Quenneville Drops The Hook

If there was ever a time for the Blackhawks to ease up in the last period and assume a sure victory it was last night. 

The Hawks had disposed of the Wild a few days ago at the United Center. So when they took a 5-1 advantage into the third frame it would have been human nature for them to figure the game was over and their win streak was extended to six straight. 

But this is professional hockey and no team likes to be embarrassed especially on home ice. 

Maybe the Hawks learned a valuable lesson as they hadn’t faltered before because of over confidence this season. Time will tell how they will respond but the Western Conference leaders blew a point and wound up with an embarrassing defeat. 

The Hawks dominated play for forty minutes even though they didn’t register many shot attempts. Minnesota didn’t quit and they were helped by some Chicago defensive breakdowns and kept coming on strong. The Hawks needed a big save to keep the Wild from coming up with their fifth goal but the opposite happened. 

Cristobal Huet couldn’t be faulted for some of the Wild goals but their fifth and most important tally should have been saved. 

Huet looked unsure the entire game. 

He appeared frozen in his crease a few times and wasn’t following the puck very well. Huet didn’t seem confident and when the Hawks took a 3-1 lead I thought they would still have to score again to win the game. When the Hawks led 5-1 it looked like Huet’s unsteadiness wouldn’t matter. 

There is no need to overreact, although many will. It has been a story book like season for the Blackhawks thus far and it has been difficult to find faults. 

But last night…. 

Niklas Backstrom was replaced in goal after the second period. Minnesota’s netminder didn’t look dialed in and it wasn’t a surprise to find Josh Harding between the pipes for the third period. Actually that move probably sealed the victory for the Wild.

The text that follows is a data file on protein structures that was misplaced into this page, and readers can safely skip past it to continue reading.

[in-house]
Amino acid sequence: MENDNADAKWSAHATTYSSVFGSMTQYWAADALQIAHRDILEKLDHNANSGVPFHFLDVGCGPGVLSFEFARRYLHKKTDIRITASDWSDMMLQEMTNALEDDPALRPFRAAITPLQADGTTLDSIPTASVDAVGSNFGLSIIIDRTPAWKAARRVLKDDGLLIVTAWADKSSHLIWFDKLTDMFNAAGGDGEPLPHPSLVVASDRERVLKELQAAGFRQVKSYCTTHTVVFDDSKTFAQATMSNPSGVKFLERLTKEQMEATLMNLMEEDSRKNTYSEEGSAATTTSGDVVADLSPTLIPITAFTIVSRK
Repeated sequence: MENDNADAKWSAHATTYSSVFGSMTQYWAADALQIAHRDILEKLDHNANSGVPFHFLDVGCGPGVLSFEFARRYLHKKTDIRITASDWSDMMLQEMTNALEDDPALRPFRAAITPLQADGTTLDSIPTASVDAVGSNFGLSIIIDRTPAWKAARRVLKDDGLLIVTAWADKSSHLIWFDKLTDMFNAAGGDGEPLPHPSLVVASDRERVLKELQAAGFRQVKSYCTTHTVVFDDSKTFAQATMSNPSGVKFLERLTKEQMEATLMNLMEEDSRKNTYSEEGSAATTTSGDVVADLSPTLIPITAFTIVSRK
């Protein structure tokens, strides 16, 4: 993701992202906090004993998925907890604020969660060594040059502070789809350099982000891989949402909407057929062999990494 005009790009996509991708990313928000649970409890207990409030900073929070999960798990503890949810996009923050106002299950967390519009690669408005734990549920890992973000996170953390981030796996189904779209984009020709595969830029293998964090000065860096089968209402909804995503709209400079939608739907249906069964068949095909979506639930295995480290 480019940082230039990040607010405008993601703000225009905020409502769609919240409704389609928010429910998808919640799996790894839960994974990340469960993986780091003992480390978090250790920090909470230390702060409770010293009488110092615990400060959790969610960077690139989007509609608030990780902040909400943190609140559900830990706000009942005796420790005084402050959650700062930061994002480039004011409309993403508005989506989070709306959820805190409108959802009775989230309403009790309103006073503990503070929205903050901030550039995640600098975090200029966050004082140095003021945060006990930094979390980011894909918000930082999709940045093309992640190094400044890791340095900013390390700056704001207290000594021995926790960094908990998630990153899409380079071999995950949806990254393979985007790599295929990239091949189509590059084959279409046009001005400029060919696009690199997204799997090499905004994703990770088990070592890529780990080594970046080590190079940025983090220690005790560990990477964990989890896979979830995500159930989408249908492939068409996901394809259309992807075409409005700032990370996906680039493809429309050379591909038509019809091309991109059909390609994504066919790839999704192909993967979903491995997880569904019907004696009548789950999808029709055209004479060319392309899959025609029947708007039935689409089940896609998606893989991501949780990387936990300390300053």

When Minnesota scored their fourth goal Huet should have been replaced by Antti Niemi, if for no other reason than to just slow the game down and give the Hawks more time to regroup. Minnesota had just scored three times in 2:05 and head coach Joel Quenneville had already burned his timeout. 

Possibly Quenneville hesitated because Niemi was going to be his choice for this evening’s game against the Ducks. Or maybe Q. didn’t want Huet to sit on a shaky effort for five days until he would have another start on Thursday night versus Columbus. Whatever the case might have been Q. has to get some of the blame for last night’s embarrassing defeat.

There was no real reason to leave Huet in the contest, plus the Hawks had already used their timeout. Every decision the Hawks head coach has made this season has been beyond reproach, but last night Quenneville made an error in judgement. 

Huet would have been a passenger if the Hawks came away with two points. It would have been another game where there weren’t many shots against and his missteps would have been ignored.  All of that has happened before but it wasn’t to be the case against the Wild. 

This loss can’t be completely hung on Huet, the rest of his mates didn’t close the deal. But in my view Quenneville was as much to blame as anyone.   

More important than the point which was squandered will be the response from the young Blackhawks. The Hawks face desperate teams in their next  two games before taking off on a long road trip. 

Last night’s blown lead could easily be chalked up to a costly learning experience. Or it could start an unforeseen slide for the Blackhawks. 

The Hawks swept the Ducks aside last Sunday night at the United Center and now have to face them again. This time Anaheim will have two important players healthy and ready for action.